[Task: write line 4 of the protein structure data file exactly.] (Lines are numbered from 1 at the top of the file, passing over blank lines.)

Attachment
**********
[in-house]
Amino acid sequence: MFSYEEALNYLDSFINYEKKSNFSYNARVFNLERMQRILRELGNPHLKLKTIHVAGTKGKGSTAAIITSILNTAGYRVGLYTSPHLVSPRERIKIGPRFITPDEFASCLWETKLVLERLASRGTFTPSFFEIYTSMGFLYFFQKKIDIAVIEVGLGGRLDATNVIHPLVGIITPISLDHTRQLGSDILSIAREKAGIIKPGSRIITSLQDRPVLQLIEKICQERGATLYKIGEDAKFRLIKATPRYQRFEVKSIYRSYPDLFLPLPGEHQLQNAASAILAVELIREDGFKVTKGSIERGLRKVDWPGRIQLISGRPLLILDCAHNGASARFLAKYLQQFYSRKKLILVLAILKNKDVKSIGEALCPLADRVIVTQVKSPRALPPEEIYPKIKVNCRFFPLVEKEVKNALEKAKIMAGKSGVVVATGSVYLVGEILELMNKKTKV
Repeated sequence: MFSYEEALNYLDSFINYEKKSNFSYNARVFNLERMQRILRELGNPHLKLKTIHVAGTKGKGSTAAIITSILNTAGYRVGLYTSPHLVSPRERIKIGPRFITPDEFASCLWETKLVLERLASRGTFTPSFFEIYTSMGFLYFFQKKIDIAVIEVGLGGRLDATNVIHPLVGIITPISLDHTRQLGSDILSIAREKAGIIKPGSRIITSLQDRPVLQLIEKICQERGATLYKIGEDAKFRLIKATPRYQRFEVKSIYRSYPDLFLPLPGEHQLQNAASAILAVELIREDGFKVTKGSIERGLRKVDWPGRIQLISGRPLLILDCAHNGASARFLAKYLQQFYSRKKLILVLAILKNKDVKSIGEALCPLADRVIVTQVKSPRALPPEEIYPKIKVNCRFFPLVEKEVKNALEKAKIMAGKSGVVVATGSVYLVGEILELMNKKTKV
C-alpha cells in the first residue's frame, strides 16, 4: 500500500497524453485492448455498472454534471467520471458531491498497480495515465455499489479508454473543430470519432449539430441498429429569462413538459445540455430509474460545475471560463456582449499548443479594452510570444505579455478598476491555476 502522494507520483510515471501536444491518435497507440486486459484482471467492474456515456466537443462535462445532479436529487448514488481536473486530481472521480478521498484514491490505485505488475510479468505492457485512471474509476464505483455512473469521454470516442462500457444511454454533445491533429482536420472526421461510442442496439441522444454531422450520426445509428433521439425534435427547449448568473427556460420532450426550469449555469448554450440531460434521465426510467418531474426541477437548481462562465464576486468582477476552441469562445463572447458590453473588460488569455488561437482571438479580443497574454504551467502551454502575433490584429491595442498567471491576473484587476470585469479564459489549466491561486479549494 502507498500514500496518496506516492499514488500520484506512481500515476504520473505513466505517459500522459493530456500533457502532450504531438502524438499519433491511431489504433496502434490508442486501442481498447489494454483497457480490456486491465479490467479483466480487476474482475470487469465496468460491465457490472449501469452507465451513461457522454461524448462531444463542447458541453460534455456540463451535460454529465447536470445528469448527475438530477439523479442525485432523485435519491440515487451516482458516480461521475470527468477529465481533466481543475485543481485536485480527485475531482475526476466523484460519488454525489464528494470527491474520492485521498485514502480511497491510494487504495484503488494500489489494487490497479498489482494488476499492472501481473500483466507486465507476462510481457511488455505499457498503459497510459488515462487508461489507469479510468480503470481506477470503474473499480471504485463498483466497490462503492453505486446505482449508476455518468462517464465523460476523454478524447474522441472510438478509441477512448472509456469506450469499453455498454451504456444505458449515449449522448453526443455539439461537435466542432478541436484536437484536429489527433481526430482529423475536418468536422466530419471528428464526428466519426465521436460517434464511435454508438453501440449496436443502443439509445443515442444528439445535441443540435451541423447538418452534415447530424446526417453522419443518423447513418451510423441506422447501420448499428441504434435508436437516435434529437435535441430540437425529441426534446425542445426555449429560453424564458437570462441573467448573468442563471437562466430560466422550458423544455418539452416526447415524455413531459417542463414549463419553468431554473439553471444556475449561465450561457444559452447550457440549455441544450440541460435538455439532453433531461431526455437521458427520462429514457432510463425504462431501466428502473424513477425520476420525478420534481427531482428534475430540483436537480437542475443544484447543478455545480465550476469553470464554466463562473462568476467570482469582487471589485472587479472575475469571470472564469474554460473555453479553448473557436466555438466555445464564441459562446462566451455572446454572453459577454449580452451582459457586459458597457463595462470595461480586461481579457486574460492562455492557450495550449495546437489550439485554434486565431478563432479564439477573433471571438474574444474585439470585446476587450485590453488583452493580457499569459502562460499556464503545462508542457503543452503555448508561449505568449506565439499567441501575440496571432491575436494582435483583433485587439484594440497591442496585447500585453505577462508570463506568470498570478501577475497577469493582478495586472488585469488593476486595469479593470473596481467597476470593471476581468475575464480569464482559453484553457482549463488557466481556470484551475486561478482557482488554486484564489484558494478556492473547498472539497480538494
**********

C-alpha cells in the first residue's frame, strides 16, 4: 500500500497524453485492448455498472454534471467520471458531491498497480495515465455499489479508454473543430470519432449539430441498429429569462413538459445540455430509474460545475471560463456582449499548443479594452510570444505579455478598476491555476 502522494507520483510515471501536444491518435497507440486486459484482471467492474456515456466537443462535462445532479436529487448514488481536473486530481472521480478521498484514491490505485505488475510479468505492457485512471474509476464505483455512473469521454470516442462500457444511454454533445491533429482536420472526421461510442442496439441522444454531422450520426445509428433521439425534435427547449448568473427556460420532450426550469449555469448554450440531460434521465426510467418531474426541477437548481462562465464576486468582477476552441469562445463572447458590453473588460488569455488561437482571438479580443497574454504551467502551454502575433490584429491595442498567471491576473484587476470585469479564459489549466491561486479549494 502507498500514500496518496506516492499514488500520484506512481500515476504520473505513466505517459500522459493530456500533457502532450504531438502524438499519433491511431489504433496502434490508442486501442481498447489494454483497457480490456486491465479490467479483466480487476474482475470487469465496468460491465457490472449501469452507465451513461457522454461524448462531444463542447458541453460534455456540463451535460454529465447536470445528469448527475438530477439523479442525485432523485435519491440515487451516482458516480461521475470527468477529465481533466481543475485543481485536485480527485475531482475526476466523484460519488454525489464528494470527491474520492485521498485514502480511497491510494487504495484503488494500489489494487490497479498489482494488476499492472501481473500483466507486465507476462510481457511488455505499457498503459497510459488515462487508461489507469479510468480503470481506477470503474473499480471504485463498483466497490462503492453505486446505482449508476455518468462517464465523460476523454478524447474522441472510438478509441477512448472509456469506450469499453455498454451504456444505458449515449449522448453526443455539439461537435466542432478541436484536437484536429489527433481526430482529423475536418468536422466530419471528428464526428466519426465521436460517434464511435454508438453501440449496436443502443439509445443515442444528439445535441443540435451541423447538418452534415447530424446526417453522419443518423447513418451510423441506422447501420448499428441504434435508436437516435434529437435535441430540437425529441426534446425542445426555449429560453424564458437570462441573467448573468442563471437562466430560466422550458423544455418539452416526447415524455413531459417542463414549463419553468431554473439553471444556475449561465450561457444559452447550457440549455441544450440541460435538455439532453433531461431526455437521458427520462429514457432510463425504462431501466428502473424513477425520476420525478420534481427531482428534475430540483436537480437542475443544484447543478455545480465550476469553470464554466463562473462568476467570482469582487471589485472587479472575475469571470472564469474554460473555453479553448473557436466555438466555445464564441459562446462566451455572446454572453459577454449580452451582459457586459458597457463595462470595461480586461481579457486574460492562455492557450495550449495546437489550439485554434486565431478563432479564439477573433471571438474574444474585439470585446476587450485590453488583452493580457499569459502562460499556464503545462508542457503543452503555448508561449505568449506565439499567441501575440496571432491575436494582435483583433485587439484594440497591442496585447500585453505577462508570463506568470498570478501577475497577469493582478495586472488585469488593476486595469479593470473596481467597476470593471476581468475575464480569464482559453484553457482549463488557466481556470484551475486561478482557482488554486484564489484558494478556492473547498472539497480538494